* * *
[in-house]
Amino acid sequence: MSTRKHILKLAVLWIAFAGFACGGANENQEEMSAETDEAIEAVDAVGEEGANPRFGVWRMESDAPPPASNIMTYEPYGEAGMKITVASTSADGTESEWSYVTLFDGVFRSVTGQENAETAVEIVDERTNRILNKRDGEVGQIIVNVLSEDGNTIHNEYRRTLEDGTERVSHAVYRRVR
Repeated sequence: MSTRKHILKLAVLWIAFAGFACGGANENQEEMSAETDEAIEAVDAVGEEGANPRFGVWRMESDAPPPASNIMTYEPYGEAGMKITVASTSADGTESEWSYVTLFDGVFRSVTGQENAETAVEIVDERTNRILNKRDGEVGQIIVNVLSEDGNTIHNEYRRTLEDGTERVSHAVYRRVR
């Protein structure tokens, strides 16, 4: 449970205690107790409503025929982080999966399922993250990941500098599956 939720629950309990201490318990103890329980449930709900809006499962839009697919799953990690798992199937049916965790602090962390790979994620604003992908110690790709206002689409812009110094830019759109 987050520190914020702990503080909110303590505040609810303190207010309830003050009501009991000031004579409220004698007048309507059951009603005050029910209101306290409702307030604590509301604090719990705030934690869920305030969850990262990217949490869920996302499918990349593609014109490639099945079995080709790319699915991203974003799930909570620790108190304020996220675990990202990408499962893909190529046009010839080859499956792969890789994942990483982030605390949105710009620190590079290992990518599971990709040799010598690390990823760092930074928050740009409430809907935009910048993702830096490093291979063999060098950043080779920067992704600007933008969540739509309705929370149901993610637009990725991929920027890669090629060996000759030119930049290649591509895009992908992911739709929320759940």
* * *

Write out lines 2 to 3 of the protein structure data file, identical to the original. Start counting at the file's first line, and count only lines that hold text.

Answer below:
Amino acid sequence: MSTRKHILKLAVLWIAFAGFACGGANENQEEMSAETDEAIEAVDAVGEEGANPRFGVWRMESDAPPPASNIMTYEPYGEAGMKITVASTSADGTESEWSYVTLFDGVFRSVTGQENAETAVEIVDERTNRILNKRDGEVGQIIVNVLSEDGNTIHNEYRRTLEDGTERVSHAVYRRVR
Repeated sequence: MSTRKHILKLAVLWIAFAGFACGGANENQEEMSAETDEAIEAVDAVGEEGANPRFGVWRMESDAPPPASNIMTYEPYGEAGMKITVASTSADGTESEWSYVTLFDGVFRSVTGQENAETAVEIVDERTNRILNKRDGEVGQIIVNVLSEDGNTIHNEYRRTLEDGTERVSHAVYRRVR